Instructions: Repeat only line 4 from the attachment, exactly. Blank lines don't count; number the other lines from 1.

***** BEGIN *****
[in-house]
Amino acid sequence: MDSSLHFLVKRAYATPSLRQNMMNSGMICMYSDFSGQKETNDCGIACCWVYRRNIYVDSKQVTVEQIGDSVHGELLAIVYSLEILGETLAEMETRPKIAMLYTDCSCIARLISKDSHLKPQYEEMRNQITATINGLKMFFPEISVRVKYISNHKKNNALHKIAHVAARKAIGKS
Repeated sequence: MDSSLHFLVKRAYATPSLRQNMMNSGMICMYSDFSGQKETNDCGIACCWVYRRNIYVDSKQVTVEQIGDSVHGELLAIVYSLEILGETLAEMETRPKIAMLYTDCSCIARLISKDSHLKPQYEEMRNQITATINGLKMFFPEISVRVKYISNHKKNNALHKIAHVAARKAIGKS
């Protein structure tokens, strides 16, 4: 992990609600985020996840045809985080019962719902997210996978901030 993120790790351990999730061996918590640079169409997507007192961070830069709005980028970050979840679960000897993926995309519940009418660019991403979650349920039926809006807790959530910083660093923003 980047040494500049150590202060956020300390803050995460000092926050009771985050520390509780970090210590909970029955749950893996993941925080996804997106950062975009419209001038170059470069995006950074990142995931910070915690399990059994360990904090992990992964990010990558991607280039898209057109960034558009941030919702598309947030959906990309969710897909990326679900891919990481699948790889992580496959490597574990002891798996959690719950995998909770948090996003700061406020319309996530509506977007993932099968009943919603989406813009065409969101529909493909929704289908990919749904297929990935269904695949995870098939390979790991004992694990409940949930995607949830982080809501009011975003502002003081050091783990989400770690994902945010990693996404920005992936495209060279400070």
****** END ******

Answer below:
């Protein structure tokens, strides 16, 4: 992990609600985020996840045809985080019962719902997210996978901030 993120790790351990999730061996918590640079169409997507007192961070830069709005980028970050979840679960000897993926995309519940009418660019991403979650349920039926809006807790959530910083660093923003 980047040494500049150590202060956020300390803050995460000092926050009771985050520390509780970090210590909970029955749950893996993941925080996804997106950062975009419209001038170059470069995006950074990142995931910070915690399990059994360990904090992990992964990010990558991607280039898209057109960034558009941030919702598309947030959906990309969710897909990326679900891919990481699948790889992580496959490597574990002891798996959690719950995998909770948090996003700061406020319309996530509506977007993932099968009943919603989406813009065409969101529909493909929704289908990919749904297929990935269904695949995870098939390979790991004992694990409940949930995607949830982080809501009011975003502002003081050091783990989400770690994902945010990693996404920005992936495209060279400070």